There’s nothing more worrying to a boat owner than the hull losing its color to oxidation, sun fading or staining. When a simple wash won’t redeem the quality of your boat’s coat, it’s tempting to view it as a total loss. Without replacement, you figure, your boat is permanently stuck with this damage. But this isn’t always the case. With some know-how, boat clear coat restoration is something you may be surprised to find that you can handle on your own. Here’s what you need to know.
Step One: Clean The Boat
The first thing you need to do is remove your boat from the water and get it some place where you’ll have full access to the hull in a safe, well-ventilated area.
When many boat owners hear this is the first step, their first instinct is to think that the boat will need a complete re-painting. But there’s a better way. Start with a cleaning of the boat using a boat-friendly cleaner like Boat Cleaner, which can be mixed with water to provide greater coverage. This will help get rid of any superficial stains as well as debris that might be locked onto the boat hull.
At this stage, you might also consider using a scrub such as a boat-scrubbing mitt to work the surface of your boat hull as thoroughly as possible. This helps remove surface grime that may have been left over after the cleaning.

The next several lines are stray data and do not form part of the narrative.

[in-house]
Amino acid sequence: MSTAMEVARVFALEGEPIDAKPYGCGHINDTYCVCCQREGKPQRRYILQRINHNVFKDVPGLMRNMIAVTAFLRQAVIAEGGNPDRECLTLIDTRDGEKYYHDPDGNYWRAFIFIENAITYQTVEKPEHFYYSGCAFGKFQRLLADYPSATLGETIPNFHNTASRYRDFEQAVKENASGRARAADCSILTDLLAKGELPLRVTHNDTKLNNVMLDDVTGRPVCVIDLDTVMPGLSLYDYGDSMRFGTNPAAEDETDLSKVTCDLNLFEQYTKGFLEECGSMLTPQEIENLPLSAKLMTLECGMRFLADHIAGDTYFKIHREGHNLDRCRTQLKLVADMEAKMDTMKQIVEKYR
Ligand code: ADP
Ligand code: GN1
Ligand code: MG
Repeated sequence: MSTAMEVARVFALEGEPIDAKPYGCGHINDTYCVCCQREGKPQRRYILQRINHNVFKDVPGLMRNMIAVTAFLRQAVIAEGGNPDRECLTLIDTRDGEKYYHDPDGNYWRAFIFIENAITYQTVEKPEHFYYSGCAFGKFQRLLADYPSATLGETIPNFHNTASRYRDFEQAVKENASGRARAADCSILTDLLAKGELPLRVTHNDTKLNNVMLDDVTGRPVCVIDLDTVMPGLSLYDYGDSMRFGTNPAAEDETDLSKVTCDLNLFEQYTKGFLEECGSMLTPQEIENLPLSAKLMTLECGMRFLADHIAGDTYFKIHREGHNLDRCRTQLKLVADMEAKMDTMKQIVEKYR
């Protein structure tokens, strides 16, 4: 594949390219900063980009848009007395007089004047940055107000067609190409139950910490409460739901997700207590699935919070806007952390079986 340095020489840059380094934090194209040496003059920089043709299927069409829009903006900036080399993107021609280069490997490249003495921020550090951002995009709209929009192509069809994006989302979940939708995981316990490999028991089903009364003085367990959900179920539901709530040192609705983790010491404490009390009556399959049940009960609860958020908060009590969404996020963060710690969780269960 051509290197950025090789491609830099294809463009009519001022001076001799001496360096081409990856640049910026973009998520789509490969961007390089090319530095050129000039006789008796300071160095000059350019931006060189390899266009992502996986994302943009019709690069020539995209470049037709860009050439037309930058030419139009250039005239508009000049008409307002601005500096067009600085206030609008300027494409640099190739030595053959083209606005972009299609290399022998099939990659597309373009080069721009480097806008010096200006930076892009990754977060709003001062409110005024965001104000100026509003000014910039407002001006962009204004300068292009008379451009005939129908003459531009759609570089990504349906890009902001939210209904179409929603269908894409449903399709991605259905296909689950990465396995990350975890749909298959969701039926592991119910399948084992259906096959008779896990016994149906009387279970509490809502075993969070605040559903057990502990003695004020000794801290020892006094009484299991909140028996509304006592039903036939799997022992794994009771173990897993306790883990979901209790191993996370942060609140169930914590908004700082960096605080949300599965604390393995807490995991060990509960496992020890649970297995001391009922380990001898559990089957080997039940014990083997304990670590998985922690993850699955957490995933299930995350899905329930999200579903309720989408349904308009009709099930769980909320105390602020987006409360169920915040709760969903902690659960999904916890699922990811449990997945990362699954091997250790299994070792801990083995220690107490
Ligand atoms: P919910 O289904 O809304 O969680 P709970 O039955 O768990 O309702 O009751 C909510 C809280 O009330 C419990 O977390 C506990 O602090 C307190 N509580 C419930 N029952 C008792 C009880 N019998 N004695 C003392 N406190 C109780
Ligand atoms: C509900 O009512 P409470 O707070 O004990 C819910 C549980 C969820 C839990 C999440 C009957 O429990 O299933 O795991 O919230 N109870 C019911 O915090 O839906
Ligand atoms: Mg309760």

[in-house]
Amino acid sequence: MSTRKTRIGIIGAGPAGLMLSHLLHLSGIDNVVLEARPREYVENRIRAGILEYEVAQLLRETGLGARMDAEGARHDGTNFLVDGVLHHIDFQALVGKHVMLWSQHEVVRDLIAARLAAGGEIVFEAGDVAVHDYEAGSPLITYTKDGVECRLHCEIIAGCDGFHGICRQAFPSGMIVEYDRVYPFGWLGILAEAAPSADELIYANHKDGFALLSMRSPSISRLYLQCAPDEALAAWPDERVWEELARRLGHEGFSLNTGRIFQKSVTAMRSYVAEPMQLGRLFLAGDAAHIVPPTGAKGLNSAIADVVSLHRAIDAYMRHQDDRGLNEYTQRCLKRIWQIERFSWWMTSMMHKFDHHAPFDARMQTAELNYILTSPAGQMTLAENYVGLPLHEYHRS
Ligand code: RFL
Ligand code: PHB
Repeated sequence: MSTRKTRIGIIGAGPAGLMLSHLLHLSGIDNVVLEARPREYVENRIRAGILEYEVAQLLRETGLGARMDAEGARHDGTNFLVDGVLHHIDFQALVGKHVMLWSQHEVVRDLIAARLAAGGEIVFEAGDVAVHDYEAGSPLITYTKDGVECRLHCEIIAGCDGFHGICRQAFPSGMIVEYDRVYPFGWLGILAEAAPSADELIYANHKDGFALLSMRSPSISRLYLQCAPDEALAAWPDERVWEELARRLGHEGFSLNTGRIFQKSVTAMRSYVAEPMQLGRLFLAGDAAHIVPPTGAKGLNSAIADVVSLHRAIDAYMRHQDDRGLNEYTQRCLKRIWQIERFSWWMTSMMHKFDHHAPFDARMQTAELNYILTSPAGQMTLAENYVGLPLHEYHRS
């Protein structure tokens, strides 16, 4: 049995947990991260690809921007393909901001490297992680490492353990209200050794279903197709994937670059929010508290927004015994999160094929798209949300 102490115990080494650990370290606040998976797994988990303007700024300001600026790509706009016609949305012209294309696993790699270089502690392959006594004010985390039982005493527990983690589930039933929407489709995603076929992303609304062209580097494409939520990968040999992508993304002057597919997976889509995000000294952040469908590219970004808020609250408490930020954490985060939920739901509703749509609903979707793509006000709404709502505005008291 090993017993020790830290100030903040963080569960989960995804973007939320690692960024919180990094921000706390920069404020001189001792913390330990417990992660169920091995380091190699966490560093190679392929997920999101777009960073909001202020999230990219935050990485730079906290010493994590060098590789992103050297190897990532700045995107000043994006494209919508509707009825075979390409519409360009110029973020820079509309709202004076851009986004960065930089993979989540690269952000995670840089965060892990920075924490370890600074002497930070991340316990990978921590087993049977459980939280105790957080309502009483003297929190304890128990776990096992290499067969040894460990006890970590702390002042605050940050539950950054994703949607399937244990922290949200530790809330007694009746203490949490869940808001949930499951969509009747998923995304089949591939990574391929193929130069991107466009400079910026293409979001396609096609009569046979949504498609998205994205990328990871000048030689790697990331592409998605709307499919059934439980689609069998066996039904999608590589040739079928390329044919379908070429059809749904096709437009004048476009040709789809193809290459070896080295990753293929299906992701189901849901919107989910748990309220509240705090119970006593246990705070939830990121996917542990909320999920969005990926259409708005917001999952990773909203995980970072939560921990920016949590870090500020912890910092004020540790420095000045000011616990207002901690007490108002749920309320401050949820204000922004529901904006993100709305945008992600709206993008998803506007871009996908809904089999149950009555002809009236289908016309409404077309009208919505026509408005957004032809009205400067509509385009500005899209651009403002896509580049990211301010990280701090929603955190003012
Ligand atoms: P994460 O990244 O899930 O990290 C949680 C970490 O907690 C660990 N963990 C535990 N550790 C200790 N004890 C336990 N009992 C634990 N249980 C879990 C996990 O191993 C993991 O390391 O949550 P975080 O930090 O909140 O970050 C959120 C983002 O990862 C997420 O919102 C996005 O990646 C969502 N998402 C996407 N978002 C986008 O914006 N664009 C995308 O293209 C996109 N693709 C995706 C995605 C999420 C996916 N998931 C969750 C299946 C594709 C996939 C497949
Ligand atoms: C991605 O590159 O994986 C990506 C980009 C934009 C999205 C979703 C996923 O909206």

Step Two: Sanding
After a thorough rinsing, many boat owners recommend using a fine-grit sandpaper without too much pressure. This will help get rid of the problems at the outer level. Since there’s a lot to cover, you can work in sections and take a lot of breaks throughout the process—otherwise, it can get quite tiring.
What does this accomplish? You’re getting rid of the old clear coat, while hopefully doing no damage to the underlying paint and hull. While this seems tricky, you’ll likely have no problem getting in between the two if you’re working with the right materials—especially a fine-grit sandpaper.
Step Three: Apply the New Clear Coat
Once the boat is rinsed and dried, you can then tape off all the areas that won’t receive the new clear coat. This is a process that’s a lot like painting—you don’t want the clear coat to get into sensitive areas on the boat and corners where it doesn’t otherwise belong.
With a tarp under your boat to catch any leavings, you can then apply the clear coat with a brush, working from top to bottom as you move the brush side to side. You can be patient here—you want a smooth, even application of the clear coat so that it will perform as consistently as possible.
Stock Up With The Right Tools
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